The Winter Walk, Sunday, February 24th, 2013

Walk leader: Frances Taylor

Reporter: Helen Richardson

A few minutes after 10 o’clock, with the sun pushing through cloudy skies, eleven walkers, accompanied by two friendly dogs, set off from Staveley Mill Yard, (SD 470983; about a mile from the A591 Kendal to Windermere road), for a walk of about eight and a half miles, that included some of Wainwright’s outlying fells (OS Map: Explorer OL7 - Lake District South East).

We crossed the River Kent, and walked alongside it in a north westerly direction, then followed bridleways towards Low, and Middle, Elfhowe and Brunt Knott Farm, on our way onto access land leading to Brunt Knott. There is no defined path to this peak, and, although we approached it from the south west, Frances led us around and up the gentler slope on the eastern side of this fell. At only 427m, this is a good example of a relatively low peak, which nevertheless gives excellent views in all directions, including the snow covered Langdales to the west, and our next ‘peak’—a lower, more rounded and heather-covered hill.

After retracing our steps a short way downhill, we walked uphill beside a wall on gently sloping but rough terrain, in a direction just south of east, towards this unnamed flattish summit at 390m. On arrival, I was surprised to see it marked by a permanent cairn of two small, vertical stone slabs, about 30cm in height. Although it is an inconspicuous little ‘peak’, from here, we were again rewarded with 360o views, including silvery streaks marking Morecambe Bay to the south. Further along, the same wall provided welcome shelter from the cold wind, when we stopped for our lunch - supplemented by Eccles cakes from Steve (thanks very much, Steve!).

Our next peak was Ulgraves, with a rather impressive tall and stately cairn and superb views, including northwards along beautiful Longsleddale. As we headed south west towards two small reservoirs, Gurnal Dubs and Potter Tarn, and just after a particularly boggy patch, where we had been stepping from one dried grass tussock to the next to avoid the watery alternative, I heard a voice behind offering a ‘spare part’ for a pole. Turning around, I was alarmed to find that the inner (lower) part of one of my Leki poles had disappeared! You may imagine how grateful I was to Brian (W) for his eagle eyed and prompt retrieval of it - I would have been very upset to discover its loss later!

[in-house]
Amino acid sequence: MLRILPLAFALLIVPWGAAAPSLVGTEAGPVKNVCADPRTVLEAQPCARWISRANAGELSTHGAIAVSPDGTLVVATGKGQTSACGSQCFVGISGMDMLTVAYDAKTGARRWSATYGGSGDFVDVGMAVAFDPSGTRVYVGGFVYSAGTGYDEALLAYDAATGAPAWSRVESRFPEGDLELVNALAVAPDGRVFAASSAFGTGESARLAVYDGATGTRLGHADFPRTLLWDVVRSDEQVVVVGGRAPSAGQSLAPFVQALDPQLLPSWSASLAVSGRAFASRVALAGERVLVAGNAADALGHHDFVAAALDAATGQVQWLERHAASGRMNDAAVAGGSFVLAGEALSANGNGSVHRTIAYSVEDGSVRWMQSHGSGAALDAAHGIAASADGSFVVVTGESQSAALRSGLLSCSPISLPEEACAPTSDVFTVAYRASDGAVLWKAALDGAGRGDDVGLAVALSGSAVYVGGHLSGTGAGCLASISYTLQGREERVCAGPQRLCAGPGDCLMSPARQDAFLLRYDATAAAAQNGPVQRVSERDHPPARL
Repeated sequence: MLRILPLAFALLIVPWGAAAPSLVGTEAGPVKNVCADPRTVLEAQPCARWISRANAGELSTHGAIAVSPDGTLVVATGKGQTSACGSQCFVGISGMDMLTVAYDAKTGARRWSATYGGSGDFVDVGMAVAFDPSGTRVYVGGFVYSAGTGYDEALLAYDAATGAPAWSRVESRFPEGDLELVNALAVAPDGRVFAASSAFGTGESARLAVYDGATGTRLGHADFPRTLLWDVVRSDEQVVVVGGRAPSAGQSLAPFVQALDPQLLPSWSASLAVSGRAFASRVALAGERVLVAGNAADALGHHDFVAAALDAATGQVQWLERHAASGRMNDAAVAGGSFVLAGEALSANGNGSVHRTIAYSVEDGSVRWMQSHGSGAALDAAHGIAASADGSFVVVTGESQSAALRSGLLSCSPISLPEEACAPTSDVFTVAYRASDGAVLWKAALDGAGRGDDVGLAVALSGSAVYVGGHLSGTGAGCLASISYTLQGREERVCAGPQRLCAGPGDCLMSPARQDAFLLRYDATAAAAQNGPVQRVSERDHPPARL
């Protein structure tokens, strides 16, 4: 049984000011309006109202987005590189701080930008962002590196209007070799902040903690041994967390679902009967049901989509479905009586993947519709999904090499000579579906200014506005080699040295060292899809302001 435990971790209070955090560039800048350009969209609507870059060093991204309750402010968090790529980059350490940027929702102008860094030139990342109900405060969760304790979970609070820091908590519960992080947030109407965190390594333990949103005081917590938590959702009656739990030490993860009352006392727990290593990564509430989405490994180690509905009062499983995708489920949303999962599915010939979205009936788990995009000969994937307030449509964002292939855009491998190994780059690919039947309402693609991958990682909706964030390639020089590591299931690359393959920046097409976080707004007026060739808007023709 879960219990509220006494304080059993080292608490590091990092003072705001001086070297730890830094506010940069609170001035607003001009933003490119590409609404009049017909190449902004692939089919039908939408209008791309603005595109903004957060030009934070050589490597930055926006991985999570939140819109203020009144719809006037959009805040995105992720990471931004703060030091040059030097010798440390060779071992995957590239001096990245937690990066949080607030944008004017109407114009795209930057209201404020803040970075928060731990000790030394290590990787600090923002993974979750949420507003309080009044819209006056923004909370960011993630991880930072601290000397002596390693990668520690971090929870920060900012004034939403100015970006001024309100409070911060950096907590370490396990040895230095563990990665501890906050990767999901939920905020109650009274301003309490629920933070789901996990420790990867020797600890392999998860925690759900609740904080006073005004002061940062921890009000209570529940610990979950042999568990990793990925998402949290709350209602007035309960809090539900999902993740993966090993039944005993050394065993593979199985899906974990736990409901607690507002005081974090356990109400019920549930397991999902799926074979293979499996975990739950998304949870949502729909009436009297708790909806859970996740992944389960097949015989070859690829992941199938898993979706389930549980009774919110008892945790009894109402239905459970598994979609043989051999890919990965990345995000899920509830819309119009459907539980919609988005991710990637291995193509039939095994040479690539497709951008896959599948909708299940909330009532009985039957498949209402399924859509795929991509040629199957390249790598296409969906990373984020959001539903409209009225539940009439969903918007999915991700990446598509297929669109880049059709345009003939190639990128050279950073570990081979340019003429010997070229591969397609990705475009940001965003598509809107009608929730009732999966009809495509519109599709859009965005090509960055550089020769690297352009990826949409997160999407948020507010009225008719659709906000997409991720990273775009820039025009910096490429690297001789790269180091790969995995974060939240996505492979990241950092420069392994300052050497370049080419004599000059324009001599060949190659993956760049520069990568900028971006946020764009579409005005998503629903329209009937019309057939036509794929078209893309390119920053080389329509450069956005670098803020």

After stopping to enjoy view across the tarns, we walked steeply downhill. At Frost Hole, there was a slightly unpleasant ‘incident’, when a grumpy landowner shouted that there was no R.O.W. past his property, and that we would have to go a different way. Although careful perusal of the map confirmed the public footpath, the small detour required was not a problem, and, to avoid further confrontation, the group acquiesced. From there, our route continued generally downhill, and in a south westerly direction back to Staveley Mill Yard, where we enjoyed a welcome pot of tea at Wilf’s Cafe, which is excellent value and highly recommended. We had been lucky with the weather too, a mix of cloud and sunny intervals, light wind, a few snow flakes around lunchtime, and no rain.....

Many thanks to Frances for leading this very pleasant walk, and to walkers, plus Dolly and Freddy, for making it such an enjoyable club event.